Vermont Governor Instructs Schools To Interrogate Students About Family Thanksgiving Gatherings

Vermont Gov. Phil Scott is giving schools the green light to interrogate students about their Thanksgiving activities following the break.

According to Scott, students or parents who admit to violating the state’s holiday travel and gathering rules will be forced to participate in online school for two weeks, he announced via Twitter on Tuesday. The penalty will be reduced to one week if the students in question take a COVID-19 test.

The same quarantine method, Scott claimed, should apply to businesses whose employees decide to celebrate the Thanksgiving holidays with friends and family.

“This isn’t a way around the ban or an excuse to get together,” he wrote. “The more we adhere to this policy, the faster we’ll lower case counts & ease up on restrictions.”

Scott also announced that COVID-19 the cancellation of school sports until further notice, pinning the responsibility of mitigating coronavirus spread on parents of school-age children.

“I hope adults realize the need to sacrifice to give our kids these experiences and keep them in school as much as possible,” he wrote.

Scott echoed promises made by other politicians around the country in March, claiming that making sacrifices now would make future circumstances better.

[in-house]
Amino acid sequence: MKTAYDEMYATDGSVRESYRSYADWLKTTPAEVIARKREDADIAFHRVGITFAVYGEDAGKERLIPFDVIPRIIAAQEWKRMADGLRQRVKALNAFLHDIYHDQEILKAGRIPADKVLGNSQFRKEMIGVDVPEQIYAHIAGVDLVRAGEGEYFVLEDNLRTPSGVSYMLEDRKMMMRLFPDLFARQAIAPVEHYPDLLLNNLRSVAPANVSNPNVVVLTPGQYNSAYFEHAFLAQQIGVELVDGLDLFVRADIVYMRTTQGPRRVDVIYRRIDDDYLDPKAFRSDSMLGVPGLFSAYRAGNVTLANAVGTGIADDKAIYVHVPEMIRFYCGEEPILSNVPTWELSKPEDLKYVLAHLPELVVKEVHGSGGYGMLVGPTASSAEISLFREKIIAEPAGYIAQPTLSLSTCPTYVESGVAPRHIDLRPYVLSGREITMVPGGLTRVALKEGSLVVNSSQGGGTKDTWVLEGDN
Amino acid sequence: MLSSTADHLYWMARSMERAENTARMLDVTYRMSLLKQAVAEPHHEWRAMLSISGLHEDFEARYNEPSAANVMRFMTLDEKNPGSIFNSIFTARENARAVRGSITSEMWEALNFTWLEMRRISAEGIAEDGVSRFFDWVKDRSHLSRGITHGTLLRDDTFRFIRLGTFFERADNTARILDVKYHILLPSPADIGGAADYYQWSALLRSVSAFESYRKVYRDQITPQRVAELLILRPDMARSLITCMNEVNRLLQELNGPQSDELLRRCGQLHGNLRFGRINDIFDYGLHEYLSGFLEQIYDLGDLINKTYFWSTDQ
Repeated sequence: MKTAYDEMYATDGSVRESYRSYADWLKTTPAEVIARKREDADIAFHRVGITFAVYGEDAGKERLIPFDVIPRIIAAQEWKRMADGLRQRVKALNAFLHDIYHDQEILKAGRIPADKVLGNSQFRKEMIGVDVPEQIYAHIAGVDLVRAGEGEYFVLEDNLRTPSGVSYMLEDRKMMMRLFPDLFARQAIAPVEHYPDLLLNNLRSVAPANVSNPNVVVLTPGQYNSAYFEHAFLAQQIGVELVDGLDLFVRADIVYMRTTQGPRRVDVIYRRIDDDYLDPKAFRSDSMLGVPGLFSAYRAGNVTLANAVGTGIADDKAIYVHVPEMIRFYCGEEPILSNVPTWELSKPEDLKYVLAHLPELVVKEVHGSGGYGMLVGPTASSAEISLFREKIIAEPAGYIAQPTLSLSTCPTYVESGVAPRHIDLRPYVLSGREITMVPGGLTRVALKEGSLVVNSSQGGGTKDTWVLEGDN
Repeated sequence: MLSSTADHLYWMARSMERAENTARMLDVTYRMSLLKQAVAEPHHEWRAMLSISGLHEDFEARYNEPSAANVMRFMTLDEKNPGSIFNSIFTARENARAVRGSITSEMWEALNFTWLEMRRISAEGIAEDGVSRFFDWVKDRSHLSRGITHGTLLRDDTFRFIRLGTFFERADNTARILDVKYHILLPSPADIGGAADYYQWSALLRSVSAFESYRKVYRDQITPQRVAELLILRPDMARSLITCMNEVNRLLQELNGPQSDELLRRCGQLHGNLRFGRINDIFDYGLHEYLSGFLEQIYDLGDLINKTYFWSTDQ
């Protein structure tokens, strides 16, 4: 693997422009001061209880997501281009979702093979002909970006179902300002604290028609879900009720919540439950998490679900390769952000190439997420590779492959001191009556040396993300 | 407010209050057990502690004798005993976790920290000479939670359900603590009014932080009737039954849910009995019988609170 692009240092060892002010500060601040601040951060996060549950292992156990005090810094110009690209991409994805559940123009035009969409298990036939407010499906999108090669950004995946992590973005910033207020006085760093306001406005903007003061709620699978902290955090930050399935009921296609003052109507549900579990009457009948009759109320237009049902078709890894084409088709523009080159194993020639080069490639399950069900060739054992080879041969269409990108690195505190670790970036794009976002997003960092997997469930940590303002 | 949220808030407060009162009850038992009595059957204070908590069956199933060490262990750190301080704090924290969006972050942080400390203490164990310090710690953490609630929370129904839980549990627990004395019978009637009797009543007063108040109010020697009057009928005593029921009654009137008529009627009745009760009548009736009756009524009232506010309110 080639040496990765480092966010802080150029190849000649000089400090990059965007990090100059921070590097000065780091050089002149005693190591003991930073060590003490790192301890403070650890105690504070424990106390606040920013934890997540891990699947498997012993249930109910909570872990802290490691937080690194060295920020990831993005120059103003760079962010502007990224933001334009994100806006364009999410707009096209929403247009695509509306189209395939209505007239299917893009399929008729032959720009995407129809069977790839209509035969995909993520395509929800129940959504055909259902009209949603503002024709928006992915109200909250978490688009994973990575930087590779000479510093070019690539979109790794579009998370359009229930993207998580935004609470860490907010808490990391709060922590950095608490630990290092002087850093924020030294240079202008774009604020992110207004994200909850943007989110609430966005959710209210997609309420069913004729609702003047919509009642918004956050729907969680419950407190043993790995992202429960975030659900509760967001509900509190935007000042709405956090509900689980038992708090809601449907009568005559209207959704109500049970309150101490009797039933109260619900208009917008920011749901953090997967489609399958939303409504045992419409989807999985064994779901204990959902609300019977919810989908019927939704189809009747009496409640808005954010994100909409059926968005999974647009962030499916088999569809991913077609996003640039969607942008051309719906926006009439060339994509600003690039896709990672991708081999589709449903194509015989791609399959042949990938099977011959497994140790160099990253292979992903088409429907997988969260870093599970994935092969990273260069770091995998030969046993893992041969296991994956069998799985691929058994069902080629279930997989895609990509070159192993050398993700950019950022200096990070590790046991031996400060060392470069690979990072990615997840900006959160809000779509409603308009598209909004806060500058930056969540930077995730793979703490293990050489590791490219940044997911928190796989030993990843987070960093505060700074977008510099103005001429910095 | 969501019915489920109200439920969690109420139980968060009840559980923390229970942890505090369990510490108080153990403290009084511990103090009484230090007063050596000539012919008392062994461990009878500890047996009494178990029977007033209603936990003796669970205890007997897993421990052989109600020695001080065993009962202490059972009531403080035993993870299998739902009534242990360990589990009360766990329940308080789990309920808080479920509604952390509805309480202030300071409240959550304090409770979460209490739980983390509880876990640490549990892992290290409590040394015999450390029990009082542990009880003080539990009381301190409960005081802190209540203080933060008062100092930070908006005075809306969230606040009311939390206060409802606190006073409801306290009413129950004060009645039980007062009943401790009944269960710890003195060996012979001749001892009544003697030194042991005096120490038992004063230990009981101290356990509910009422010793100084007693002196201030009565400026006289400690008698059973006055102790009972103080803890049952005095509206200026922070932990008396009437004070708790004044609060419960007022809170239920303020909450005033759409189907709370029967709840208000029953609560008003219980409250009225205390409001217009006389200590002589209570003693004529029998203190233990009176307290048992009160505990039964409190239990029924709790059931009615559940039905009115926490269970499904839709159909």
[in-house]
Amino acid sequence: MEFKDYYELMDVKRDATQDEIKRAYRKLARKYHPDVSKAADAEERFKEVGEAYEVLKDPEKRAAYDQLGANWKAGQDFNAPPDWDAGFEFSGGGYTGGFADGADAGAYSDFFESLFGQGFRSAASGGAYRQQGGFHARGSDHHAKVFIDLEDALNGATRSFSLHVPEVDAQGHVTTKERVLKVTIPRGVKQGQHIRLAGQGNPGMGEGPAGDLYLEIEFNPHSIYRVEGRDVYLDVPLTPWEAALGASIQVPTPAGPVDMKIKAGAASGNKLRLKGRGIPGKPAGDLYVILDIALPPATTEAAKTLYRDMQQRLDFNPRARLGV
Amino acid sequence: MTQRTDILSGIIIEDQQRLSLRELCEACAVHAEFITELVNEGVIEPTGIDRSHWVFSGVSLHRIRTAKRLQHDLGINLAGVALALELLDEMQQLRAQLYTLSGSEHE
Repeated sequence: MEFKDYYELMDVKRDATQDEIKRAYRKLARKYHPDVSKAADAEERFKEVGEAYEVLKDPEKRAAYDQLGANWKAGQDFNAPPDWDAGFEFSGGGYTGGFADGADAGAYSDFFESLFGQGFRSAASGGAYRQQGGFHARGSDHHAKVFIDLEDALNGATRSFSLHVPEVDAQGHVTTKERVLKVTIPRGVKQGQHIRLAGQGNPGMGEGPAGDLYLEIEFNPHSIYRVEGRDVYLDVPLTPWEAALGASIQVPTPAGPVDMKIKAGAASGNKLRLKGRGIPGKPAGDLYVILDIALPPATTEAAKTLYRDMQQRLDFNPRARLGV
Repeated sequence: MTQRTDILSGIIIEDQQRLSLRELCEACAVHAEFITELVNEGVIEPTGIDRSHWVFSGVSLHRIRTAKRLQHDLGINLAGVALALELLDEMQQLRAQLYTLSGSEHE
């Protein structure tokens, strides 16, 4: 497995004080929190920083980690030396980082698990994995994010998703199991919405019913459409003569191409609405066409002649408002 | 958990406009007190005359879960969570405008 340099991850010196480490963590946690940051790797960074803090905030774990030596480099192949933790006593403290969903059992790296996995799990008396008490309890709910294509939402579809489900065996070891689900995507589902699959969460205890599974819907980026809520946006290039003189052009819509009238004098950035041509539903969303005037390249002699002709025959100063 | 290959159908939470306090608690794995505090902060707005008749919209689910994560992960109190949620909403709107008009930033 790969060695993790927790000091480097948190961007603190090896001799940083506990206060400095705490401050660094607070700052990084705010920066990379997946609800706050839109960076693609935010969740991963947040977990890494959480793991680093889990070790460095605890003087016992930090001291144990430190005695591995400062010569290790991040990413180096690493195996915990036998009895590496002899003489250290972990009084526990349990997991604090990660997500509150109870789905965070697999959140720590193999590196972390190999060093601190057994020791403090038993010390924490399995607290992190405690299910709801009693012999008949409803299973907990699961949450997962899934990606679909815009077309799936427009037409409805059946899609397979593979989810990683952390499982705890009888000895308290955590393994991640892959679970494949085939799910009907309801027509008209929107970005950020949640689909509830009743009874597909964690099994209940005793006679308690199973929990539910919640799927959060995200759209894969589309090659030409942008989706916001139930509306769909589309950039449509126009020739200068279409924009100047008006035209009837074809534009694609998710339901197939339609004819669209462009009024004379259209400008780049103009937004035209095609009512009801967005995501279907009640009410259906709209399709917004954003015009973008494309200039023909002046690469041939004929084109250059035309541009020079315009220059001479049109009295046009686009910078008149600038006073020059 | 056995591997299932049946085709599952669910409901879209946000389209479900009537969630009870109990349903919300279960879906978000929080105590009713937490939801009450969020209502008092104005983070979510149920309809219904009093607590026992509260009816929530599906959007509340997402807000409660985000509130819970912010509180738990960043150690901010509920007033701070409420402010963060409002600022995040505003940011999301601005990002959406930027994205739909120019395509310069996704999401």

“I know asking you to sacrifice yet again is frustrating. But there is light at the end of the tunnel and we’ll get there,” he wrote. “The sacrifices we make today and in the next few weeks will ensure we get to the end faster, stronger and in a better position than any other state.”

During a press conference on Tuesday, Scott threatened that he has “a lot of tools in the toolbox” and could use them if the virus continues to spread in his state.

Just this week, Oregon Gov. Kate Brown encouraged citizens to call the police on their neighbors who violate her latest executive order, which includes a six-person limit from two households maximum on in-home gatherings. People who violate Brown’s orders this Thanksgiving could face misdemeanor penalties of up to 30 days in jail, fines of up to $1,250, or both.


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